- If you don’t have anything nice to say, say nothing. Hold back in sharing your opinion especially if it’s something that cannot change or it’s clear that your DIL feels strongly about. If you’re not sure if you’ve done something wrong or you feel like there’s a distance between the both of you, kindly ask her about it.
- Listen without interrupting. Hold yourself accountable for your actions. Even if you mean well, it’s possible to be offensive.
- A sincere apology goes a long way. It will show your DIL that you are considerate of her feelings.
- Have a passive aggressive comment. Just because you didn’t outright say it, doesn’t mean it wasn’t said.
- Assume you did nothing wrong.
- Expect your child or other family members to take your side, and go against your DIL.
- Respect your daughter-in-law’s parenting style. With the generation gap, there are new studies, research, and resources.
- If you’re babysitting (and want to babysit often), follow your DIL guidelines and instructions without hesitation.
- Give advice, ONLY if she asks you. An overwhelmed parent may simply need your support and not to fix anything.
- Ask permission to give your grandchild treats, toys, or screen time.
- Offer to take a grandparent course or read the parenting resources that your DIL is interested in to keep you up to date with modern parenting.
- Compare how you raised your children to her.
- Have a negative reaction or response to how your DIL mothers.
- Give unsolicited advice – it may cross a boundary. Just because you did it and it worked, it may not work for her.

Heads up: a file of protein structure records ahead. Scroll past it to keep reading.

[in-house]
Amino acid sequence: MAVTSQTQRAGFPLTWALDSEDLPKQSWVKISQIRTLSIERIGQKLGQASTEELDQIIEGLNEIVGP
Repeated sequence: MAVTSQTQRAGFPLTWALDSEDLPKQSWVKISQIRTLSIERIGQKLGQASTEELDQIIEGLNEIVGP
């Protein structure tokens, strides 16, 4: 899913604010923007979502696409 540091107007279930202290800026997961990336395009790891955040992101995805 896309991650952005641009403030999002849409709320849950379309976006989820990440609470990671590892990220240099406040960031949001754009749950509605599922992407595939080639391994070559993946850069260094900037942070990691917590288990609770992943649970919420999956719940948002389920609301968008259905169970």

- Give any food, drinks, toys, screen time, etc. that your DIL does not allow.
Respecting Space and Body Boundaries:
- Schedule your visits in advance. Ask how long they want company over.
- Accept that your DIL will feel more comfortable with her family after the baby is born.
- If you DIL is nursing, she may want privacy.
- Ask permission for your grandchildren’s affection, “can I have a hug/kiss?” and accept that they may decline. Build trust by respecting her space so she’s more willing to welcome you in her inner circle of support with open arms.
- Come over unannounced or stay for too long.
- Assume your grandchildren want to show affection.
- Feel entitled to be anywhere or do anything because you’re the grandmother, especially places like the delivery room or spending the night.
Accept Your Place:
- Accept that after your child marries, your DIL is the #1 priority. Recognize that this marriage holds precedence over you. If this brings up insecurity in you, reflect on it with professional support. Therapy is cool!
- Try to compete with your DIL.
- Feel threatened.
- Think that you have been replaced – a mother is different than a wife.
Some of this may seem like common sense, but mistakes happen. Without holding ourselves accountable it can leave a bruised relationship. So instead of keeping things awkward, or feeling like you’re on thin ice let’s mend these missteps. This will not happen overnight. This is a practice that will cultivate harmony and ease.
Did this resonate with you? I would love your insight. What are your dos and don’ts? Please leave a comment below.
Photo Credit :: Jules Kennedy Photography